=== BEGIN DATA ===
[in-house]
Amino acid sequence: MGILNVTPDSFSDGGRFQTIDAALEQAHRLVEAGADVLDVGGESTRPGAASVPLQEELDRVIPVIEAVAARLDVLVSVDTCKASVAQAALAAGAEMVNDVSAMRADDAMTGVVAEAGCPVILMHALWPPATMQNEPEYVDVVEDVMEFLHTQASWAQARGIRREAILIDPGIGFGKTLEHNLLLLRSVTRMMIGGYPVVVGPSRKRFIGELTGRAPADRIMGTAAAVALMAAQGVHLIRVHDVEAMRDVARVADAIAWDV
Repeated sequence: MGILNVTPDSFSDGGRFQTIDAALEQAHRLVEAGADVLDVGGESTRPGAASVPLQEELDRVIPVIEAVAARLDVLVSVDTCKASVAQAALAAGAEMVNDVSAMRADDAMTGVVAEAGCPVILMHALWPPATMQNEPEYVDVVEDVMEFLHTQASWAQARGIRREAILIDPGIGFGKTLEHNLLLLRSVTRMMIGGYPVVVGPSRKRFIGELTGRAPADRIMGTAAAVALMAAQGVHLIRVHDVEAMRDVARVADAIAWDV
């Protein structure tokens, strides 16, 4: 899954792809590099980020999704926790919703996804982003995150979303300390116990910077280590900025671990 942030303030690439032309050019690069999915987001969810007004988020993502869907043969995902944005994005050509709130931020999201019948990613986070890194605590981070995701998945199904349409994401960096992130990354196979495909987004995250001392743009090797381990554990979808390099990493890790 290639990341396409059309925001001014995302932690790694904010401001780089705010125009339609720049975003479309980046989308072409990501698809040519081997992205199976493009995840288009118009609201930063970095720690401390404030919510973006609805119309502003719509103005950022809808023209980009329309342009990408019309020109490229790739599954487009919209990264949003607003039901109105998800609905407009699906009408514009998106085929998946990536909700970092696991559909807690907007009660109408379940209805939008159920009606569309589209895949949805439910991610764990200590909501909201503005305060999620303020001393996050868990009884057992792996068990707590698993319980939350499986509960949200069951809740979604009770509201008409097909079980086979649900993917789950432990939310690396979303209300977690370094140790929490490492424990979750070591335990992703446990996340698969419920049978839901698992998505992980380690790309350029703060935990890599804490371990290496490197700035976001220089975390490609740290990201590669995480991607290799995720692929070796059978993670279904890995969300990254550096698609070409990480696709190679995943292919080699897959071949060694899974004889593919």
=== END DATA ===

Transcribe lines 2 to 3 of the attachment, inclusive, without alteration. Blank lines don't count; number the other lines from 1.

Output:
Amino acid sequence: MGILNVTPDSFSDGGRFQTIDAALEQAHRLVEAGADVLDVGGESTRPGAASVPLQEELDRVIPVIEAVAARLDVLVSVDTCKASVAQAALAAGAEMVNDVSAMRADDAMTGVVAEAGCPVILMHALWPPATMQNEPEYVDVVEDVMEFLHTQASWAQARGIRREAILIDPGIGFGKTLEHNLLLLRSVTRMMIGGYPVVVGPSRKRFIGELTGRAPADRIMGTAAAVALMAAQGVHLIRVHDVEAMRDVARVADAIAWDV
Repeated sequence: MGILNVTPDSFSDGGRFQTIDAALEQAHRLVEAGADVLDVGGESTRPGAASVPLQEELDRVIPVIEAVAARLDVLVSVDTCKASVAQAALAAGAEMVNDVSAMRADDAMTGVVAEAGCPVILMHALWPPATMQNEPEYVDVVEDVMEFLHTQASWAQARGIRREAILIDPGIGFGKTLEHNLLLLRSVTRMMIGGYPVVVGPSRKRFIGELTGRAPADRIMGTAAAVALMAAQGVHLIRVHDVEAMRDVARVADAIAWDV